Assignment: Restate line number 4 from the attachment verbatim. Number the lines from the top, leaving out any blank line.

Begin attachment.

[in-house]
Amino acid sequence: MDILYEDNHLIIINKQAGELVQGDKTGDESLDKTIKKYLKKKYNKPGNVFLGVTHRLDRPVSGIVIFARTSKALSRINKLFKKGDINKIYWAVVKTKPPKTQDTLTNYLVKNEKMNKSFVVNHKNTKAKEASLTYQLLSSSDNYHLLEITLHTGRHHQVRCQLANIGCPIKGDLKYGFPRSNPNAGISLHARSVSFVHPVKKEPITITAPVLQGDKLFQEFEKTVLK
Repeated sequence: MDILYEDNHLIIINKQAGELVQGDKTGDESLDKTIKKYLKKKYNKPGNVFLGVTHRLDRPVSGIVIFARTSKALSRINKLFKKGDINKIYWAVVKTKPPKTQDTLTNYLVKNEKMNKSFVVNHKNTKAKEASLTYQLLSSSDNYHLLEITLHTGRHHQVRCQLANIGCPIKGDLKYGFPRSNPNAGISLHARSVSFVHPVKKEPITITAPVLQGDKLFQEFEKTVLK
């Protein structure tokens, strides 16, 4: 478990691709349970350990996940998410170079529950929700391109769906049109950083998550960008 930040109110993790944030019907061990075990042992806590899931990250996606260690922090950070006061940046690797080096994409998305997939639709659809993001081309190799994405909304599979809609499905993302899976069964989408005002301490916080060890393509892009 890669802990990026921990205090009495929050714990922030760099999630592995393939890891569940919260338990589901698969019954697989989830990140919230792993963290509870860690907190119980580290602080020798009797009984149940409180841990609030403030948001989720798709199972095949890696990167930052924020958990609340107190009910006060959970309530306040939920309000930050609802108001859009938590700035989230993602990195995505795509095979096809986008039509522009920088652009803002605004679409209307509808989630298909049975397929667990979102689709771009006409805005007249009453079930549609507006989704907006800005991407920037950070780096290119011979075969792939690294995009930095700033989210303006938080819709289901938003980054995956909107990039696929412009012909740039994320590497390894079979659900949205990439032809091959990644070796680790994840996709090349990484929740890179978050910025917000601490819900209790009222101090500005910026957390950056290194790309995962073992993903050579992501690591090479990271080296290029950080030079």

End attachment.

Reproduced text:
């Protein structure tokens, strides 16, 4: 478990691709349970350990996940998410170079529950929700391109769906049109950083998550960008 930040109110993790944030019907061990075990042992806590899931990250996606260690922090950070006061940046690797080096994409998305997939639709659809993001081309190799994405909304599979809609499905993302899976069964989408005002301490916080060890393509892009 890669802990990026921990205090009495929050714990922030760099999630592995393939890891569940919260338990589901698969019954697989989830990140919230792993963290509870860690907190119980580290602080020798009797009984149940409180841990609030403030948001989720798709199972095949890696990167930052924020958990609340107190009910006060959970309530306040939920309000930050609802108001859009938590700035989230993602990195995505795509095979096809986008039509522009920088652009803002605004679409209307509808989630298909049975397929667990979102689709771009006409805005007249009453079930549609507006989704907006800005991407920037950070780096290119011979075969792939690294995009930095700033989210303006938080819709289901938003980054995956909107990039696929412009012909740039994320590497390894079979659900949205990439032809091959990644070796680790994840996709090349990484929740890179978050910025917000601490819900209790009222101090500005910026957390950056290194790309995962073992993903050579992501690591090479990271080296290029950080030079």